March 24, 2023
with Chris Hedges
TheRealNews on Mar 24, 2023
More than 150 journalists have been killed in Mexico since 2000. The case of Regina Martinez, an investigative journalist assassinated in her home in the state of Veracruz in 2012, is emblematic of this war being waged against the press. Katherine Corcoran, former Associated Press bureau chief for Mexico and Central America, joins The Chris Hedges Report to discuss her book on the case of Regina Martinez and the wider context of the killings of journalists in Mexico, In the Mouth of the Wolf.
On April 28, 2012 an intruder broke through the metal door leading into the garden patio of the investigative reporter Regina Martínez. He apparently surprised the Mexican journalist in her bathroom, where her body was discovered. The diminutive reporter, barely five feet tall, tried to fight off her attacker – skin was found under her fingernails. Her jaw was broken with brass knuckles. A rag was wrapped around her neck. She was apparently suffocated to death.
She was one of one hundred and fifty journalists murdered in Mexico since 2000, 15 in the first eight months of 2022. These reporters, poorly paid, often working for local online publications, courageously expose the collaboration between government officials, the police and the powerful drug cartels. Martínez, who was killed at age 48, was working on an investigation into the corruption of two successive governors – Fidel Herrera and Javier Duarte – in her home state of Veracruz, considered the most dangerous place in the world to report.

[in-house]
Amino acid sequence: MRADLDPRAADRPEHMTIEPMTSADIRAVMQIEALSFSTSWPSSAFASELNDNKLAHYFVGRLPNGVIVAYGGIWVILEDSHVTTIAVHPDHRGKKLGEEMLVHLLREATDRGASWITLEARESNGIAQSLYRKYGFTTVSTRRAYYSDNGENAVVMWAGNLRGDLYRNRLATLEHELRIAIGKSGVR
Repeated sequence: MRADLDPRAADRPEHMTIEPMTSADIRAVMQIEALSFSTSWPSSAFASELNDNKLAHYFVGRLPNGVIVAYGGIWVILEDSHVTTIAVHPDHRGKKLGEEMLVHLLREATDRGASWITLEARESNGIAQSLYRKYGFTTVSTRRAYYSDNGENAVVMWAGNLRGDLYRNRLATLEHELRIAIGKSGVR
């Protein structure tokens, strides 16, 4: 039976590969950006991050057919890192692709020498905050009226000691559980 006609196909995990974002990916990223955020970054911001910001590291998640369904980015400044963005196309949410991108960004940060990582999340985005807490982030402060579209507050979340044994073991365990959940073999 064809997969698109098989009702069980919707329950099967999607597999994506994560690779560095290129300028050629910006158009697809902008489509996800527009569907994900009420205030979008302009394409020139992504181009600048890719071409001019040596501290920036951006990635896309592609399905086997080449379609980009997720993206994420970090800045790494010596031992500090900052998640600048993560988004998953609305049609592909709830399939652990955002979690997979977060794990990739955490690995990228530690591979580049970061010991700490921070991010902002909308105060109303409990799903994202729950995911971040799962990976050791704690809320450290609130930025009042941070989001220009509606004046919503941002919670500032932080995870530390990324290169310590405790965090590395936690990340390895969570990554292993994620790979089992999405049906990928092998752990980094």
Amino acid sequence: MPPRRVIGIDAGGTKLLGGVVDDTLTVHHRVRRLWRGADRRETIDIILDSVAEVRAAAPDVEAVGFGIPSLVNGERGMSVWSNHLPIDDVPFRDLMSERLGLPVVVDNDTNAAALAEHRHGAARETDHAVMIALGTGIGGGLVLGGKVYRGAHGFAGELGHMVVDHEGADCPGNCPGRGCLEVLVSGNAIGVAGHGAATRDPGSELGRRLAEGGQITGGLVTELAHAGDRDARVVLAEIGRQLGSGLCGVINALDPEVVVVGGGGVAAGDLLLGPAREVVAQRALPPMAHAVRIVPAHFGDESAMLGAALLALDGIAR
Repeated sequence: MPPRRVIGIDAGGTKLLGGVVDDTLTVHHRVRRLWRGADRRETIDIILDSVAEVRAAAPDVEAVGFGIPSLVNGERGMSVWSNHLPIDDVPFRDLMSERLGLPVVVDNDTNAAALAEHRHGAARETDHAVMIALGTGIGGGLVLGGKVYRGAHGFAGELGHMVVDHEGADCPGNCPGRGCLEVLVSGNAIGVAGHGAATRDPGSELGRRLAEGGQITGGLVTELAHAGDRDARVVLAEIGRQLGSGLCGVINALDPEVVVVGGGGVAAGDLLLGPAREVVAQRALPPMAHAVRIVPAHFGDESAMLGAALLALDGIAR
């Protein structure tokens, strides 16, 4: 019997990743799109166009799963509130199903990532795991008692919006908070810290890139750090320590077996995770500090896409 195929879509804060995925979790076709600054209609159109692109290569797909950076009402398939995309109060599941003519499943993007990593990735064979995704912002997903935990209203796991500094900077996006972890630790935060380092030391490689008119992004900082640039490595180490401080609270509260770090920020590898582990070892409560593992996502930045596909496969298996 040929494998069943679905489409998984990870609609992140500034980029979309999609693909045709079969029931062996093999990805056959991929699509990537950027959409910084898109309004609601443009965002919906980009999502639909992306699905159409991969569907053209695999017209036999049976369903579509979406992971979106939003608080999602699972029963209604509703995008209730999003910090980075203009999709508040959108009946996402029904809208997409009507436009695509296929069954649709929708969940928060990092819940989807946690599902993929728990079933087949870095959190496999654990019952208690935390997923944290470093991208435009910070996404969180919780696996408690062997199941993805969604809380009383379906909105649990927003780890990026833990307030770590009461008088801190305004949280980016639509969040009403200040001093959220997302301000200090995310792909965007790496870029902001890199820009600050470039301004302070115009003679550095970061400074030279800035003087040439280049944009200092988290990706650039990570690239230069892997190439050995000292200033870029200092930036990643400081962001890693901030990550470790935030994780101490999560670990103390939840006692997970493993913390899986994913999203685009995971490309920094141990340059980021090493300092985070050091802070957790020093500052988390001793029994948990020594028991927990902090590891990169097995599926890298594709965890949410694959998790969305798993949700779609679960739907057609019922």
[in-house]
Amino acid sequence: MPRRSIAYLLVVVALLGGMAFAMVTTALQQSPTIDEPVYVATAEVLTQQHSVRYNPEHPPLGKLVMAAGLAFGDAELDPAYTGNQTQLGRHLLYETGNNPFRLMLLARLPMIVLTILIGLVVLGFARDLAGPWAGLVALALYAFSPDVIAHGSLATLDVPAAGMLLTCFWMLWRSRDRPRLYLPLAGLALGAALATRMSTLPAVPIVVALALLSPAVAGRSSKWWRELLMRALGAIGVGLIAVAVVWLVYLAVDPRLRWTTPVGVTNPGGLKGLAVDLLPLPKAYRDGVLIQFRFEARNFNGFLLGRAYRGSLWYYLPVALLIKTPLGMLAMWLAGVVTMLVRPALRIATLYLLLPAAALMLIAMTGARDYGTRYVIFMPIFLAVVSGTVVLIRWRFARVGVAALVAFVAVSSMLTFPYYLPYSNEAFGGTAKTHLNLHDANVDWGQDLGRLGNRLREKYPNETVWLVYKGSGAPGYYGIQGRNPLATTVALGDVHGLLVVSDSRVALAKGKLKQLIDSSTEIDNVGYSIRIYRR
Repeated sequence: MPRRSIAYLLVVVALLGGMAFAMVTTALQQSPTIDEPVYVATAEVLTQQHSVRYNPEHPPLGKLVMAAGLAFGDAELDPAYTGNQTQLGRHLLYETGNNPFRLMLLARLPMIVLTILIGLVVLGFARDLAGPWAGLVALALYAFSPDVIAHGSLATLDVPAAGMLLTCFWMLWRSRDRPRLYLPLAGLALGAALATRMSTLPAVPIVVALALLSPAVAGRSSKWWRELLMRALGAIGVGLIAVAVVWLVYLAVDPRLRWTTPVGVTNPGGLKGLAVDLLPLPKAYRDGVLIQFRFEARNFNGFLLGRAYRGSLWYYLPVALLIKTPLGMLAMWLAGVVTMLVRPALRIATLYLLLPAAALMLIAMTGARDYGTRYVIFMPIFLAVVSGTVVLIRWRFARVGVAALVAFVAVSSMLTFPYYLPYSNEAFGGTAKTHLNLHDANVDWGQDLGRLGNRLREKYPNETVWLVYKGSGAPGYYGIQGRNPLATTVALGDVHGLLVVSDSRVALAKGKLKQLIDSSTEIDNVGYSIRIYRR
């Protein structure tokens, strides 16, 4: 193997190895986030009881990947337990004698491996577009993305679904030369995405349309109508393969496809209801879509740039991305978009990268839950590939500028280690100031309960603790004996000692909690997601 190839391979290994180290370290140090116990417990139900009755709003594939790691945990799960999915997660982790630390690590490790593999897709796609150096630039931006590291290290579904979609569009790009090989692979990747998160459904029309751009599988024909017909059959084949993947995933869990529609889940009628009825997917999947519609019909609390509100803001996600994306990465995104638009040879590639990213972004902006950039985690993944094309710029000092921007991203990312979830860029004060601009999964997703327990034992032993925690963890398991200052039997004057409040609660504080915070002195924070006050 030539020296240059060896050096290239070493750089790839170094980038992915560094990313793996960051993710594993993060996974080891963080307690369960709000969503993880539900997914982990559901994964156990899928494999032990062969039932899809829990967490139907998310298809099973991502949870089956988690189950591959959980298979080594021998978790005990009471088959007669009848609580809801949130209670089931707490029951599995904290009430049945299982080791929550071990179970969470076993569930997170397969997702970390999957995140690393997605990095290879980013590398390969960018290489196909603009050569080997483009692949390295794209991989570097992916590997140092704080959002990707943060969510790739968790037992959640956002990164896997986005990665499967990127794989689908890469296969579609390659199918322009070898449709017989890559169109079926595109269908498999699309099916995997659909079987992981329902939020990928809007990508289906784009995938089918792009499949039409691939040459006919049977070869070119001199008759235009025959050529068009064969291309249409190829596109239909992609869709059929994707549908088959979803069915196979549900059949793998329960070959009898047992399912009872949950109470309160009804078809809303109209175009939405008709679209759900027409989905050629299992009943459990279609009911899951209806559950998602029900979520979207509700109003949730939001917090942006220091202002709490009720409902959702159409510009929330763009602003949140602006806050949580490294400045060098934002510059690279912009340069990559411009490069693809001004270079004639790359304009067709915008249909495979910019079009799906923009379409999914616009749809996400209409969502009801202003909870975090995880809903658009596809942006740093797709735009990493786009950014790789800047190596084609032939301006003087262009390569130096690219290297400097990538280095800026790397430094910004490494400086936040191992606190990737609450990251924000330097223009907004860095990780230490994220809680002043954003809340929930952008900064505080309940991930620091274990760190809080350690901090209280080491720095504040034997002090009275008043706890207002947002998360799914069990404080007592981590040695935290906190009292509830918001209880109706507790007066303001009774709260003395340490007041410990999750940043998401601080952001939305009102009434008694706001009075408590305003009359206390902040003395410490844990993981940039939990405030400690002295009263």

In Veracruz, drug traffickers and their accomplices have executed hundreds of people, including teenage dealers, entire families, farmers and politicians. Even young women who attended their sex parties. Many of these bodies ended up in unmarked mass graves. Martinez refused bribes and ignored threats. Unable to be bought off or intimidated she, like many other Mexican journalists, was murdered. The current Mexican President Andrés Manuel López Obrador has asked that the homicide case be reexamined.
Katherine Corcoran, the former Associated Press bureau chief in Mexico, in her book In the Mouth of the Wolf: A Murder, a Coverup, and the True Cost of Silencing the Press, uses the case of Martinez to look at a country where in many towns and cities there is no separation between government, the police, the military and organized crime. She chronicles what happens when the path of “fake news” and obfuscation, something that not only plagues Mexico but the United States, takes its natural course.
Joining me to discuss her book In the Mouth of the Wolf: A Murder, a Coverup, and the True Cost of Silencing the Press is Katherine Corcoran.
From the archives:
“These reporters, poorly paid, often working for local online publications, courageously expose the collaboration between government officials, the police and the powerful drug cartels.” What a contrast between these absurdly brave people and those in the corporate media. My local rag here in the UK, the Northern Echo, has since its founding in 1870 wasted its pages on highlighting the offences of the working class while ignoring the much greater crimes of the powerful whose victims are the working class. Journalists here are held in contempt, and rightly so. There needs to be a socialist revolution in journalism as in wider society.
Thanks, Becky, so agree.